Learning Radiology xray montage

Asbestos-Related Pleural Disease


General Considerations

  • Salts of salicic acid
  • 90% of asbestos in the USA is white asbestos (chrysotile) occurs in automotive workers, shipfitters, construction workers
  • Asbestos particles invoke a hemorrhagic response in the lung
  • Fibers are then coated with a ferritin-like material resulting in ferruginous bodies
  • Produces its damage in respiratory bronchioles and alveoli
  • Affects lower lobes first
  • The presence of pulmonary parenchymal changes differentiates asbestosis from asbestos-related pleural disease

Imaging Findings

  • Opacities are small and irregularly shaped
  • Cardiac silhouette may become shaggy
  • All patients with asbestos-related pleural disease have, by definition, some pleural involvement
  • Pleural involvement without parenchymal disease is common
  • Pleural plaque
    • Parietal pleural plaques in the mid lung are the most common asbestos-related disorder and are usually bilateral
    • They occur most often in the 6th-9th interspaces usually sparing the apices and lung bases and involve the parietal pleura
  • Diffuse pleural thickening
    • Less common than pleural plaques
    • Diffuse pleural thickening involves diaphragmatic pleura, blunting of costophrenic sulci and lateral pleural thickening
  • Pleural calcification
    • Pleural calcification occurs in about 50% with asbestos-related disease, especially along the diaphragmatic pleura
    • Calcified pleural plaques seen en face have a characteristic rolled edge along their margins, denser than in the central portion of the plaque
    • The appearance of the entire plaque has been likened to a holly leaf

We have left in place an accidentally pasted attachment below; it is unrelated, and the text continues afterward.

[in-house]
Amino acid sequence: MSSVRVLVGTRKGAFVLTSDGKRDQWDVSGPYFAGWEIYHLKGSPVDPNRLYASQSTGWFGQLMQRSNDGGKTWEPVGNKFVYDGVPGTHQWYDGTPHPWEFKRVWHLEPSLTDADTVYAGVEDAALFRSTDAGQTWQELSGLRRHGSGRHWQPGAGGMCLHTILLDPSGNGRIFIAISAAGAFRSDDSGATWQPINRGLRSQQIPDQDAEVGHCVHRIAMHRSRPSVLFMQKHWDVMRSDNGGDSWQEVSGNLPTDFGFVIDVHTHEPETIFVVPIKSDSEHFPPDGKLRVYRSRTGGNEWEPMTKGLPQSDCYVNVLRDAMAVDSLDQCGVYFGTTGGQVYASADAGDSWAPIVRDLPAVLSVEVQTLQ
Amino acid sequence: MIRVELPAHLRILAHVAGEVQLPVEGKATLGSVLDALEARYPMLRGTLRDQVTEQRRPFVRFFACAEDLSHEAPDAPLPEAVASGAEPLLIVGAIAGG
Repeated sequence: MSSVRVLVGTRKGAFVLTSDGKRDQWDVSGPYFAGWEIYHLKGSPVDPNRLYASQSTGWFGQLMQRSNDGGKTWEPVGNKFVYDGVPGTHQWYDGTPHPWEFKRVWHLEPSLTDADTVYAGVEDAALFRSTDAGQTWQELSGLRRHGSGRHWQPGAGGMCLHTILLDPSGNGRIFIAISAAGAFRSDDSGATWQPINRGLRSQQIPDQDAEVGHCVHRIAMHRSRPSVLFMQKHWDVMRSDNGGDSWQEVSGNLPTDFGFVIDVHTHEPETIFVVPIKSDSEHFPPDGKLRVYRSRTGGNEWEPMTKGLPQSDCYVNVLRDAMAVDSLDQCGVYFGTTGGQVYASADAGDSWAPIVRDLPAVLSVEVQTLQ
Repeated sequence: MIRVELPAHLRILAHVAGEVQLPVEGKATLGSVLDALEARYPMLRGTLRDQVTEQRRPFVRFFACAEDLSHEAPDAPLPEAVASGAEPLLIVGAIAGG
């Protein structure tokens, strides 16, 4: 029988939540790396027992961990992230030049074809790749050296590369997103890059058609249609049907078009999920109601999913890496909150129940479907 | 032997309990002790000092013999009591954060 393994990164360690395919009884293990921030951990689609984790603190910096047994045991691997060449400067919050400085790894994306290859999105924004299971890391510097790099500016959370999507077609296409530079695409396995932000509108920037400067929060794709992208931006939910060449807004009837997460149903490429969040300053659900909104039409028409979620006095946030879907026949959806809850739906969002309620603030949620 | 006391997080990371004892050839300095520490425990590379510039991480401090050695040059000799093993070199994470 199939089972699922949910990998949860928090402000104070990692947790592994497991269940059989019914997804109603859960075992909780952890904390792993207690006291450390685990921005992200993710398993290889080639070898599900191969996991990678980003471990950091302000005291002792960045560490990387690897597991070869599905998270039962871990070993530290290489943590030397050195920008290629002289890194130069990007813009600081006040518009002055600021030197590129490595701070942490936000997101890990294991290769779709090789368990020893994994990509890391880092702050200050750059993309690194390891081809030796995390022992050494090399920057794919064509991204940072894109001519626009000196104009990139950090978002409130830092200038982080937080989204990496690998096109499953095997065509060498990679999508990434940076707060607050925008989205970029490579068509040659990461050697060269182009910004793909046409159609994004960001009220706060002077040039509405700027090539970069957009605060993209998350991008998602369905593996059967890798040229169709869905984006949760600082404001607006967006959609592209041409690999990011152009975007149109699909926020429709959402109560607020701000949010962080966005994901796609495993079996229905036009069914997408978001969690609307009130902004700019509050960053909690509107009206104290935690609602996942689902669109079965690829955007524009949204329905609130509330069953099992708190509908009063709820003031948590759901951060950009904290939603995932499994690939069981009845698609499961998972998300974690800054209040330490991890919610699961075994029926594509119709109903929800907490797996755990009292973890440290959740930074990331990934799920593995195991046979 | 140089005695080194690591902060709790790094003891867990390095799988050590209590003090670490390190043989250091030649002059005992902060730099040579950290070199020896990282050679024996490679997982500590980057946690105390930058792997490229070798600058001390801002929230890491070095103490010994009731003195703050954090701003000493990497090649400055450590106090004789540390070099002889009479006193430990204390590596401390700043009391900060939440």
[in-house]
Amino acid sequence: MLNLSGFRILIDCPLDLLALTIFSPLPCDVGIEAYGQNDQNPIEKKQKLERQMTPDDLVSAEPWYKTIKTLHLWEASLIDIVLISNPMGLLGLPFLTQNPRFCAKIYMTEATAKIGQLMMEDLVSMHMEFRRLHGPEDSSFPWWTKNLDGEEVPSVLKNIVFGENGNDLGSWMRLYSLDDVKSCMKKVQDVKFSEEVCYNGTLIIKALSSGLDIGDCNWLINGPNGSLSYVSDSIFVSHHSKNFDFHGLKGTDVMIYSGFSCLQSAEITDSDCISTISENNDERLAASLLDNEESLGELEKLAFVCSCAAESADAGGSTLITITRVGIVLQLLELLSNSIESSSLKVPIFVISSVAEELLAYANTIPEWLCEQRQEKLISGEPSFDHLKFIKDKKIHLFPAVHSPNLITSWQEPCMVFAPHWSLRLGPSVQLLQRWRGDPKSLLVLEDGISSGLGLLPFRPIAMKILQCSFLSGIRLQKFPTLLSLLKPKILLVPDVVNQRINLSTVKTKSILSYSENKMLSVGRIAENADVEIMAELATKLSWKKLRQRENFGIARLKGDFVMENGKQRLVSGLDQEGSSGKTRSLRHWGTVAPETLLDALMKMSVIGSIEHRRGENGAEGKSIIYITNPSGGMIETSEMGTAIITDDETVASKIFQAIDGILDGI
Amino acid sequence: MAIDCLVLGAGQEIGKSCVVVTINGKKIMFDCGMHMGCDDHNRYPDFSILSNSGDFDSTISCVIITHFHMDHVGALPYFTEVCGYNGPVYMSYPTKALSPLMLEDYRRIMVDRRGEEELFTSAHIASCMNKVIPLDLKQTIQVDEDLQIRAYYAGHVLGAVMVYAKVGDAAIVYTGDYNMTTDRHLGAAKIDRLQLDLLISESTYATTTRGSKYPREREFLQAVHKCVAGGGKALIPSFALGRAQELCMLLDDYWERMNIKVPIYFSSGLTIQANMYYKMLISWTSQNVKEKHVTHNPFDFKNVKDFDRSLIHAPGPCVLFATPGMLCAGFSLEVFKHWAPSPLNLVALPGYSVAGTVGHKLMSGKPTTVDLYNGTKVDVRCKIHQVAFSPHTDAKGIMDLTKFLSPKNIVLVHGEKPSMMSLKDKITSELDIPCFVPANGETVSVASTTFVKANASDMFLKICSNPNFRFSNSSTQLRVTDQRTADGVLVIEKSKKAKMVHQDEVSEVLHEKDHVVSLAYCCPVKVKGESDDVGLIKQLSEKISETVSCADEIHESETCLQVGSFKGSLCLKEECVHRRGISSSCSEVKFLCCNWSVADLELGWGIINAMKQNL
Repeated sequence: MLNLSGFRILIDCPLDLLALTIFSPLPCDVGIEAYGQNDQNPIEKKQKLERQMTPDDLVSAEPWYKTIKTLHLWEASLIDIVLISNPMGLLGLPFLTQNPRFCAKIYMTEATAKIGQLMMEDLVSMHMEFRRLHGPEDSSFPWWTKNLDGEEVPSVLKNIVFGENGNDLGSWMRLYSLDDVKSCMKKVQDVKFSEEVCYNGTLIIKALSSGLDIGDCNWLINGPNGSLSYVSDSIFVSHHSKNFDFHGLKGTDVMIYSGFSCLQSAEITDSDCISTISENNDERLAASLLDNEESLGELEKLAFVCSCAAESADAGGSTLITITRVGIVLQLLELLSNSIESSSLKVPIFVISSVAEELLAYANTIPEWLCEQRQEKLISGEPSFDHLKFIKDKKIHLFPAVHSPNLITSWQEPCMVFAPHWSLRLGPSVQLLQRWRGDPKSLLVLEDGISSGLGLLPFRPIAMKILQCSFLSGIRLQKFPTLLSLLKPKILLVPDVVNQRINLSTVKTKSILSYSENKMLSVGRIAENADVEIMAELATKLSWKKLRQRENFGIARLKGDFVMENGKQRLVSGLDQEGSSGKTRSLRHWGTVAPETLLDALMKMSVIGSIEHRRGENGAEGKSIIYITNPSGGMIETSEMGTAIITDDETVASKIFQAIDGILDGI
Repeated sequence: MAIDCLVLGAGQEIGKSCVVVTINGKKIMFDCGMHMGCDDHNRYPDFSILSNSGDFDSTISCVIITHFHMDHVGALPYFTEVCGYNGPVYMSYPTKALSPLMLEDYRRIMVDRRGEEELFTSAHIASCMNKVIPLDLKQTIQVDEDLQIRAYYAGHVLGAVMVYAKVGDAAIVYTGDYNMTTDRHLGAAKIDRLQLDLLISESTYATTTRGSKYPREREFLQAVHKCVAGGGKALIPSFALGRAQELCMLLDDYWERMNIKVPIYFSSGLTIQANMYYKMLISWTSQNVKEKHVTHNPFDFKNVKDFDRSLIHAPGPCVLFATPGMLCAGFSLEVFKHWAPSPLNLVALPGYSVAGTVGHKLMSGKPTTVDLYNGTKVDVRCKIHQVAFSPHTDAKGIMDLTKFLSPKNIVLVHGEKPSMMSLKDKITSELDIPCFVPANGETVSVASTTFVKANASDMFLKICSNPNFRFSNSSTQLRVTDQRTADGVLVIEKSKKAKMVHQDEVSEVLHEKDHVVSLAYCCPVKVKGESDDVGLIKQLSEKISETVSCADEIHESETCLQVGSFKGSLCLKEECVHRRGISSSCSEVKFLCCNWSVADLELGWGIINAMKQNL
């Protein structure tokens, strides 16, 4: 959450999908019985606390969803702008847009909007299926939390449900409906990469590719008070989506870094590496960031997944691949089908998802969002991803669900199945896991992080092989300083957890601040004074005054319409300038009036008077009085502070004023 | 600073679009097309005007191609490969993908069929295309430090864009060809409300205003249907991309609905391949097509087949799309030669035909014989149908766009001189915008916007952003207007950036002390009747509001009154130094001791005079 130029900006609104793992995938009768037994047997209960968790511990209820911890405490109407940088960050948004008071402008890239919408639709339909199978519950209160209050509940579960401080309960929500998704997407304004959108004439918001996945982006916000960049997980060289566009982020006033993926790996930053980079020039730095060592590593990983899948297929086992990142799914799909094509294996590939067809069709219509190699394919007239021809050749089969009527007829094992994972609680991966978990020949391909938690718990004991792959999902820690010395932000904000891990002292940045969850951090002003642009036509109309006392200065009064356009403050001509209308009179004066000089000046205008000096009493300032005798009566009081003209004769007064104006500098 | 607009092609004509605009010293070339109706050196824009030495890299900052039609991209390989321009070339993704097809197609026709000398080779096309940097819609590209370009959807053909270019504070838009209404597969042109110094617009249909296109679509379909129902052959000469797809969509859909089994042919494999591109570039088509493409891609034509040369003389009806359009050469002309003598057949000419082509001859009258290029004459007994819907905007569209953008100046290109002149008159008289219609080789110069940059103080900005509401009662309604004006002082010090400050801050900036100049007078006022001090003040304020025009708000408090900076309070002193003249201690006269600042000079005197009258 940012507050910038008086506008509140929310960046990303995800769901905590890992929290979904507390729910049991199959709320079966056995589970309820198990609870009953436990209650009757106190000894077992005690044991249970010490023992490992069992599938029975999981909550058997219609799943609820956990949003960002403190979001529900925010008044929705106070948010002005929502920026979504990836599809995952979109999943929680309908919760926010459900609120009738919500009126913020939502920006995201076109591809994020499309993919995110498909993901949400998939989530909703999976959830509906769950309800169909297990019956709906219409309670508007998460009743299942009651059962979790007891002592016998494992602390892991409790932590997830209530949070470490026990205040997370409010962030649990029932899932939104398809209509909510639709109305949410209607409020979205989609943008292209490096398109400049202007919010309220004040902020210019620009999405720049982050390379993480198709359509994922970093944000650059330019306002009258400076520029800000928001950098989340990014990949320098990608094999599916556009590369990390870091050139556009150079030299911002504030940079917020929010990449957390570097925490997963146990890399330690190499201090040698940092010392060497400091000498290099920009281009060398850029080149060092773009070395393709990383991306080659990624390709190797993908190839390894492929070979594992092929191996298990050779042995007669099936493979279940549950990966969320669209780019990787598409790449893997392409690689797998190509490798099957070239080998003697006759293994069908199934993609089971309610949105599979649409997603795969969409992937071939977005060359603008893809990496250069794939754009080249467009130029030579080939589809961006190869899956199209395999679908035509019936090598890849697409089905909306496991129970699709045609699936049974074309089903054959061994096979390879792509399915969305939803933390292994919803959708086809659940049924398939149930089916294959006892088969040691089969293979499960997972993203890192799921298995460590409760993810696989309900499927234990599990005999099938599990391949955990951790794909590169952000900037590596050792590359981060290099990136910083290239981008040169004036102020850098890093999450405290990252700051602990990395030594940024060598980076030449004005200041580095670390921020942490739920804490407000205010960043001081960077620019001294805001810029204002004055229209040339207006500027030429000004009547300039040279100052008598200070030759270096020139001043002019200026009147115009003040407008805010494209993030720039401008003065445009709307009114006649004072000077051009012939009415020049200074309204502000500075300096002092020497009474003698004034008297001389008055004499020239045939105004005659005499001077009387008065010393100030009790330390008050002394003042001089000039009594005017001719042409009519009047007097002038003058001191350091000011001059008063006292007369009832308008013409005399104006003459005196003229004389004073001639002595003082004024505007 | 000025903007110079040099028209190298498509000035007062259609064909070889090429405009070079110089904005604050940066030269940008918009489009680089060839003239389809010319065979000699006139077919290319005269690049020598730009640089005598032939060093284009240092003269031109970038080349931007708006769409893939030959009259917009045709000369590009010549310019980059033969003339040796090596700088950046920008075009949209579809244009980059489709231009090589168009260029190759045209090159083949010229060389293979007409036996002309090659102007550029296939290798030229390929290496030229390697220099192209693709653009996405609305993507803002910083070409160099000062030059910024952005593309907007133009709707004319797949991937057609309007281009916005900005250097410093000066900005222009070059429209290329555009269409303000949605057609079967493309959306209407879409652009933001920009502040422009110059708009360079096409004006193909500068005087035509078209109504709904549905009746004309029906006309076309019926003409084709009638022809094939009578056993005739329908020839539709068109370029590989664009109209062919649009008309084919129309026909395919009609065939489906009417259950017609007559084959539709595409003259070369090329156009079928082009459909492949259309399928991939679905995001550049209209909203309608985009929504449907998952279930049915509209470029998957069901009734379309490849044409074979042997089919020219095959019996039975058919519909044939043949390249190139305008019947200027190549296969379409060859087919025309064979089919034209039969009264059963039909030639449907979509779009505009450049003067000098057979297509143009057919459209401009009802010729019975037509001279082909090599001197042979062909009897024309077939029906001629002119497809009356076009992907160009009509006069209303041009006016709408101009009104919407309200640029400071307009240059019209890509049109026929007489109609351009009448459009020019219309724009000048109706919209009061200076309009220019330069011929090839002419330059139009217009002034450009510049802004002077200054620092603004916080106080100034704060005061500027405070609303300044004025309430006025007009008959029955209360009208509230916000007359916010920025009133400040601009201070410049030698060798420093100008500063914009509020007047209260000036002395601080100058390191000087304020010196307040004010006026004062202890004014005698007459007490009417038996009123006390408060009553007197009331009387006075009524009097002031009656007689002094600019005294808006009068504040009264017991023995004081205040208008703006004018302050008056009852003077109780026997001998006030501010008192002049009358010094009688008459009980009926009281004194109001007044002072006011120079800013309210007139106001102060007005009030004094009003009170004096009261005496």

• Later manifestation of pleural disease, calcification may occur in plaque or diffuse pleural thickening (less often)
  • Pleural effusion
    • Effusion alone may occur early in the disease (first 20 years) in about 3% of cases
    • Exudative, occasionally bloody, one-sided or bilateral
  • In contrast to silicosis, hilar lymph nodes are rarely affected

Associations with lung cancer and mesothelioma

  • Estimated to occur in 20-25% of those heavily exposed to asbestos
  • Asbestos-related lung cancer is usually either squamous cell or adenocarcinoma
  • Bronchogenic carcinoma is almost always associated with cigarette smoking
  • Increases risk of bronchogenic carcinoma up to 100x over that in non-smoking, non-asbestos exposed population
  • Mesotheliomas are not related to cigarette smoking
  • Mesotheliomas most often due to crocidolite particles


Asbestos-Related Pleural Disease

Asbestos-Related Pleural Disease. There are innumerable pleural plaques, seen mostly en face. They have a typical appearance called a "rolled-edge" (red arrows. They have been likened to the appearance of a "holly leaf." There is also plaque-like, pleural calcification present (yellow arrows).

Asbestos-Related Pleural Disease

Asbestos-Related Pleural Disease. Again, there are innumerable pleural plaques, seen both en face (white arrows) and in profile (black arrows).